The hair on my arm prickled up like porcupine quills, but there was no breeze. It was a discussion about a digital literacy issue at the U.S. Army War College National Security Seminar that caused this response. Suddenly, information literacy became real — and urgent.
A Note from Vicki: This post is in response to Cathy Rubin’s Global Search for education where she asks about the literacy skills required for a new world. The ads shown are publicly available here from the US Congress.
While this blog is based on verifiable data, some readers may be unhappy with my interpretation. In the spirit of academic discourse, I encourage those readers to use my ideas as a starting point for discussion rather than viewing the blog as a gesture of provocation.
1) Information literacy skills are not new
2) There is a sinister side to information literacy that has largely been ignored in education – these ads are inflammatory and were intended to be by those nefarious organizations who created them and do not represent my own views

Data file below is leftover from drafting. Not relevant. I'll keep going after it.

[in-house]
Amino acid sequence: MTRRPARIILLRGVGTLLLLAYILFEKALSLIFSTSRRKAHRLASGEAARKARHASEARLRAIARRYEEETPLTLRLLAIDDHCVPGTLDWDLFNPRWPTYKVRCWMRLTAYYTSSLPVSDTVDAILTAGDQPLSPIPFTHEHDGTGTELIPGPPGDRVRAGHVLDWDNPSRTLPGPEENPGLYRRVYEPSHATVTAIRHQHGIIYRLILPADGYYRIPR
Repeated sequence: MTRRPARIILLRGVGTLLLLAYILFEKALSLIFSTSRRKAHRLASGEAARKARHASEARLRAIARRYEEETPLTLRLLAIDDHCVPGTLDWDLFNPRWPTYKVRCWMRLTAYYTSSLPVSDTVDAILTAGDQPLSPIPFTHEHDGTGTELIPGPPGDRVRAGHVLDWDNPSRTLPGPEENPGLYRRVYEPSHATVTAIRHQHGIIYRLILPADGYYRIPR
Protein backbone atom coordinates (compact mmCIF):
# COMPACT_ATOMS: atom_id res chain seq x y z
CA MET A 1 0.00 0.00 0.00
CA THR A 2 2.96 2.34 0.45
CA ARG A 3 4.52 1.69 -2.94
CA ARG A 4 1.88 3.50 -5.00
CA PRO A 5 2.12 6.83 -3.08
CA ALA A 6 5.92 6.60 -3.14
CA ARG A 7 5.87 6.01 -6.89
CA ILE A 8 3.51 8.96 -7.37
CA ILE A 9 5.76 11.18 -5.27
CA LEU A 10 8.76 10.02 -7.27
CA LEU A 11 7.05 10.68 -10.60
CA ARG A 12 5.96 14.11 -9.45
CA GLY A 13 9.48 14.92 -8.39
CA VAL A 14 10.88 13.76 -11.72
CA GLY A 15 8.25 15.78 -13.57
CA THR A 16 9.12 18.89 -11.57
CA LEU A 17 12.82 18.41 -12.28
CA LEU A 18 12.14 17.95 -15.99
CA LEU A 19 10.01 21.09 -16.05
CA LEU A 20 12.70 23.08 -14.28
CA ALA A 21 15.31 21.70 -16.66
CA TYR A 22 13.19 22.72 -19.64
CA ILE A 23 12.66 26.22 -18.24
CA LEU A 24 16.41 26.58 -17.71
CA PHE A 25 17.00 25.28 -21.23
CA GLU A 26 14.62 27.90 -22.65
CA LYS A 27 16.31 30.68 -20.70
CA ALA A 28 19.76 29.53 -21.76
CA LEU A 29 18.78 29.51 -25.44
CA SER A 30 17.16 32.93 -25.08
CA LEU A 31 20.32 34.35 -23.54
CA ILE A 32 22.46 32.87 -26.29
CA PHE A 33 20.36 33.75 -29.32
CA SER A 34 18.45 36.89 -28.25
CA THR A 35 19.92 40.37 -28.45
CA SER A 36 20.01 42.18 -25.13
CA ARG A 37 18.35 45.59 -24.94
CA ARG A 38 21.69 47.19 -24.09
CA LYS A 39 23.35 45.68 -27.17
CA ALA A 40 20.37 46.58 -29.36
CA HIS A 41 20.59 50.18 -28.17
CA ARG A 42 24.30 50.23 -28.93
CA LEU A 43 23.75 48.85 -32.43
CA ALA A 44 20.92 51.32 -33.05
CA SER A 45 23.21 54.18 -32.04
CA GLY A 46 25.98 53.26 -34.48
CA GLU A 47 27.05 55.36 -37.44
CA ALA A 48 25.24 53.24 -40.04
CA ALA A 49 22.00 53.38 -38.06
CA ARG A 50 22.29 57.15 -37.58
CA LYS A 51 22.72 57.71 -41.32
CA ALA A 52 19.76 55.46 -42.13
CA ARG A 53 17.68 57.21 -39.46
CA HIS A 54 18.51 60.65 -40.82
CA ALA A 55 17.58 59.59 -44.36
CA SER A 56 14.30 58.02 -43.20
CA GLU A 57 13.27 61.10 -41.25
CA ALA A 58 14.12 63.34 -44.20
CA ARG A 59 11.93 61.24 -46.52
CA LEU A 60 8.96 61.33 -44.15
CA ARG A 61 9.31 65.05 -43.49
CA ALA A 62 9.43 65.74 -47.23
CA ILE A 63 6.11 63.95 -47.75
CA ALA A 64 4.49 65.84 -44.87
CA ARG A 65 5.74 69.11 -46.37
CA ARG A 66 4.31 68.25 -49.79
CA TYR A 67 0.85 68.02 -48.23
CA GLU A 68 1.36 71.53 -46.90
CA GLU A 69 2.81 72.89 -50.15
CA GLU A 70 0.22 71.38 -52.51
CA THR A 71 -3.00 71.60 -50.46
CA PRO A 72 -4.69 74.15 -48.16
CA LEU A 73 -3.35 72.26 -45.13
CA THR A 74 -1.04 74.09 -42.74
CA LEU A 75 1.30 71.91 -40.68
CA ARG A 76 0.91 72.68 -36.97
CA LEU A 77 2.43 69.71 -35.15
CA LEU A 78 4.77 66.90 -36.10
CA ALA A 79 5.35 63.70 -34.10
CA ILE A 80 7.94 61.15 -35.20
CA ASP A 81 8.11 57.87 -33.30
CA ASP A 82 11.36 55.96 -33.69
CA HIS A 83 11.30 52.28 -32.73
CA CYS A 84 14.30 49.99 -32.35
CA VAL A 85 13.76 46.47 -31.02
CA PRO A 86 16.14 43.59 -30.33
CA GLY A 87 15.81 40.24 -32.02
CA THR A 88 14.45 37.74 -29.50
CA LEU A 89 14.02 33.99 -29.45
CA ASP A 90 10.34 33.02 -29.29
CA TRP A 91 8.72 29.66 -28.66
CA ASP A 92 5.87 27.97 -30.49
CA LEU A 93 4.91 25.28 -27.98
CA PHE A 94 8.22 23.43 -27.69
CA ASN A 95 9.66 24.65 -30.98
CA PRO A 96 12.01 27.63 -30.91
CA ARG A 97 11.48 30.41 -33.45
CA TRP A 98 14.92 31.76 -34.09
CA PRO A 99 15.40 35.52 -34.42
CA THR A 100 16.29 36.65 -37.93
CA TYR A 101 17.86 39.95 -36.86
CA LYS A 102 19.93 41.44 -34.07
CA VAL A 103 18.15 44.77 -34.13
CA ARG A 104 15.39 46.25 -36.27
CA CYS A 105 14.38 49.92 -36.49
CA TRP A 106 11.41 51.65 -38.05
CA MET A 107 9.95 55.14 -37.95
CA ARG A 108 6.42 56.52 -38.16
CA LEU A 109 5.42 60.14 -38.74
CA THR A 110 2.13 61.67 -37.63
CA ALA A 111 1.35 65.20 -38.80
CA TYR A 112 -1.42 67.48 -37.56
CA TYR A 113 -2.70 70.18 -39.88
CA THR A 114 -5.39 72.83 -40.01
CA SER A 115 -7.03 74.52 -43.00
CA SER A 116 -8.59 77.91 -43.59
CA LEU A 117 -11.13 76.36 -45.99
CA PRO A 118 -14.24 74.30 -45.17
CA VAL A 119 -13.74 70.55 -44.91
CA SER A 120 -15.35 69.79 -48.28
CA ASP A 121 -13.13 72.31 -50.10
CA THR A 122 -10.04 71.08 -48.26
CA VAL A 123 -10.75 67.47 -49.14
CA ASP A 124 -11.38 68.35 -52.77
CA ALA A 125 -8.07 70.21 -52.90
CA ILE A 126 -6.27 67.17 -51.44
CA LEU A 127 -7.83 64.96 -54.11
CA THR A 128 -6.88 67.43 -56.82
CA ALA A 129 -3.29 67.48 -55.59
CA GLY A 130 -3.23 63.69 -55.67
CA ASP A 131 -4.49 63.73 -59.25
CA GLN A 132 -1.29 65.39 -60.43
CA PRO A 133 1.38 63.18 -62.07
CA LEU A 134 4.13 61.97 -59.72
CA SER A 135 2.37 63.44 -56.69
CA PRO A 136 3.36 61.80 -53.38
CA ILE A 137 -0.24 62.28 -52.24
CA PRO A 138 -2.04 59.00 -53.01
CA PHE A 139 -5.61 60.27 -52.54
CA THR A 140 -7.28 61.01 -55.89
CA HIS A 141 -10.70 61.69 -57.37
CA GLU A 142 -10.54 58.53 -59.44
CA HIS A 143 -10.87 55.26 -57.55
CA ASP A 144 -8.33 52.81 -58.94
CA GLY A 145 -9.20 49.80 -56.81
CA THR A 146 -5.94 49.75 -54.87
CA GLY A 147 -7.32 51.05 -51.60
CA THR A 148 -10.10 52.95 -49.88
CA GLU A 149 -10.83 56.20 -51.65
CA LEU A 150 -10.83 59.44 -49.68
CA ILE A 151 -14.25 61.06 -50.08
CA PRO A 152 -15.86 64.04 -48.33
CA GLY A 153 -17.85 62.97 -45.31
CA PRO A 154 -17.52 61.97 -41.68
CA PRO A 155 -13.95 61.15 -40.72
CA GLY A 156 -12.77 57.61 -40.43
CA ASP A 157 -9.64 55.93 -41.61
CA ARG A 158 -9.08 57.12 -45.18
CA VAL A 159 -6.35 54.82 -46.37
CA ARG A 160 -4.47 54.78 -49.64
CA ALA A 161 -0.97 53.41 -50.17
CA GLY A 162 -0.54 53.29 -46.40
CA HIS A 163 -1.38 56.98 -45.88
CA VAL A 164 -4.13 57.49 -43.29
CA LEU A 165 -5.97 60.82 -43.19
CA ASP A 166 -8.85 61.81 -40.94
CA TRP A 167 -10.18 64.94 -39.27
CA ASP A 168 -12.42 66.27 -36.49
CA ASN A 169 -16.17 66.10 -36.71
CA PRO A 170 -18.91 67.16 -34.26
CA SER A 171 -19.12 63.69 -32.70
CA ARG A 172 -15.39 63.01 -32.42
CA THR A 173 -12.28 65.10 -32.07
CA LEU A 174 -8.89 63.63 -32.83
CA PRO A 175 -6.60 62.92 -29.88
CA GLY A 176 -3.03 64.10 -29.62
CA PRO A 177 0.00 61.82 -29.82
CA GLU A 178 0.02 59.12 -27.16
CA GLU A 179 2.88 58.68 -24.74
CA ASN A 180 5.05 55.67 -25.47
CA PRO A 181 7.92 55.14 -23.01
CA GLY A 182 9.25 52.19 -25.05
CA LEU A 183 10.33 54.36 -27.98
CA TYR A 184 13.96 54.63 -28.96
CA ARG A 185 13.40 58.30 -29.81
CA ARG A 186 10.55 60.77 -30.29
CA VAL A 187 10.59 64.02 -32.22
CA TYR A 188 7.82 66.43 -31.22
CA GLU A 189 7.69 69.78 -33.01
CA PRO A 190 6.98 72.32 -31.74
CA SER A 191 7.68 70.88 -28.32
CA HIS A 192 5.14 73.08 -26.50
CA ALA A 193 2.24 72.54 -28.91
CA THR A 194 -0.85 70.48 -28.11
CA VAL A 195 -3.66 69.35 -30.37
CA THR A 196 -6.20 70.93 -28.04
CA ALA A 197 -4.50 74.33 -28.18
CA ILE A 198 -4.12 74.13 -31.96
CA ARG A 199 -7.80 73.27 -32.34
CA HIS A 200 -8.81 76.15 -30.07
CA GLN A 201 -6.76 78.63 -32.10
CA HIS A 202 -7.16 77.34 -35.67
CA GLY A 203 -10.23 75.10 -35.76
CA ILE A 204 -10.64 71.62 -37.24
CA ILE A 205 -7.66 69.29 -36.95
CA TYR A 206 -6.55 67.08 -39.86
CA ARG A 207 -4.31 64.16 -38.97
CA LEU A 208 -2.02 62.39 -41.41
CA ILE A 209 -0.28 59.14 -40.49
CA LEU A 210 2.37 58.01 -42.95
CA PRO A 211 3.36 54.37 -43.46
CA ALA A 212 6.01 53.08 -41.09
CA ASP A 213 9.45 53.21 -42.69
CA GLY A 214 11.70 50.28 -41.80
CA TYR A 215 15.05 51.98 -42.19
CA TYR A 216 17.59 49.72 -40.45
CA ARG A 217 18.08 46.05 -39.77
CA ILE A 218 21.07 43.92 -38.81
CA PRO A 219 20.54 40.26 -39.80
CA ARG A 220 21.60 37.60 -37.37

3) While some may wish to argue whether the Russian government “meddled” in US elections in favor of one candidate or another, the bottom line is that the public was easily meddle-able. The illegitimate, fictional organizations and profiles creating this content were never outed or recognized as such by anyone, neither Facebook who let them spend hundreds of thousands of dollars on the ads nor the people who reshared their content and never stopped to ask whose content they were sharing figured out these were false.
We must give pause to understand how citizens can become savvy purveyors of accurate information so that hoaxes like not friending Jayden K Smith and the countless missing children Facebook posts that travel unhindered for years after children have been found can cease. Social media has not shown an ability to “self correct” perhaps because by its very nature, the responses can only be positive and thus, there is no self-correcting mechanism built into its algorithm.